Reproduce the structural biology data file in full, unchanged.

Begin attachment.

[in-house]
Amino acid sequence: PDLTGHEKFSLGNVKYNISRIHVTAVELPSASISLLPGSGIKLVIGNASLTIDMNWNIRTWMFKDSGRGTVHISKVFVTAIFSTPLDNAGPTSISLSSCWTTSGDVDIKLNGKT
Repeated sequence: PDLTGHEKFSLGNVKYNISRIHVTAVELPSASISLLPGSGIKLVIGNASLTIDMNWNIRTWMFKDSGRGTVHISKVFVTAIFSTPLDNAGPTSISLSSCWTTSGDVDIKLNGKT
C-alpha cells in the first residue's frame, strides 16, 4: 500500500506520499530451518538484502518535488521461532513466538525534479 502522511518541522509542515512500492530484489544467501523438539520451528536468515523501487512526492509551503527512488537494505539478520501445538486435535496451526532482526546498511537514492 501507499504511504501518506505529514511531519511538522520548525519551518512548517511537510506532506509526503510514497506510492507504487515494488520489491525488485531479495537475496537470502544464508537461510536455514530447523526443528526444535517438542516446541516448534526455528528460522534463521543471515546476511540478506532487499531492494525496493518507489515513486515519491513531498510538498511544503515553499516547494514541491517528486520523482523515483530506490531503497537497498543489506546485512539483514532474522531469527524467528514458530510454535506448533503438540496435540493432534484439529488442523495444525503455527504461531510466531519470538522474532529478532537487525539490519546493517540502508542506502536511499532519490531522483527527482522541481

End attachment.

[in-house]
Amino acid sequence: PDLTGHEKFSLGNVKYNISRIHVTAVELPSASISLLPGSGIKLVIGNASLTIDMNWNIRTWMFKDSGRGTVHISKVFVTAIFSTPLDNAGPTSISLSSCWTTSGDVDIKLNGKT
Repeated sequence: PDLTGHEKFSLGNVKYNISRIHVTAVELPSASISLLPGSGIKLVIGNASLTIDMNWNIRTWMFKDSGRGTVHISKVFVTAIFSTPLDNAGPTSISLSSCWTTSGDVDIKLNGKT
C-alpha cells in the first residue's frame, strides 16, 4: 500500500506520499530451518538484502518535488521461532513466538525534479 502522511518541522509542515512500492530484489544467501523438539520451528536468515523501487512526492509551503527512488537494505539478520501445538486435535496451526532482526546498511537514492 501507499504511504501518506505529514511531519511538522520548525519551518512548517511537510506532506509526503510514497506510492507504487515494488520489491525488485531479495537475496537470502544464508537461510536455514530447523526443528526444535517438542516446541516448534526455528528460522534463521543471515546476511540478506532487499531492494525496493518507489515513486515519491513531498510538498511544503515553499516547494514541491517528486520523482523515483530506490531503497537497498543489506546485512539483514532474522531469527524467528514458530510454535506448533503438540496435540493432534484439529488442523495444525503455527504461531510466531519470538522474532529478532537487525539490519546493517540502508542506502536511499532519490531522483527527482522541481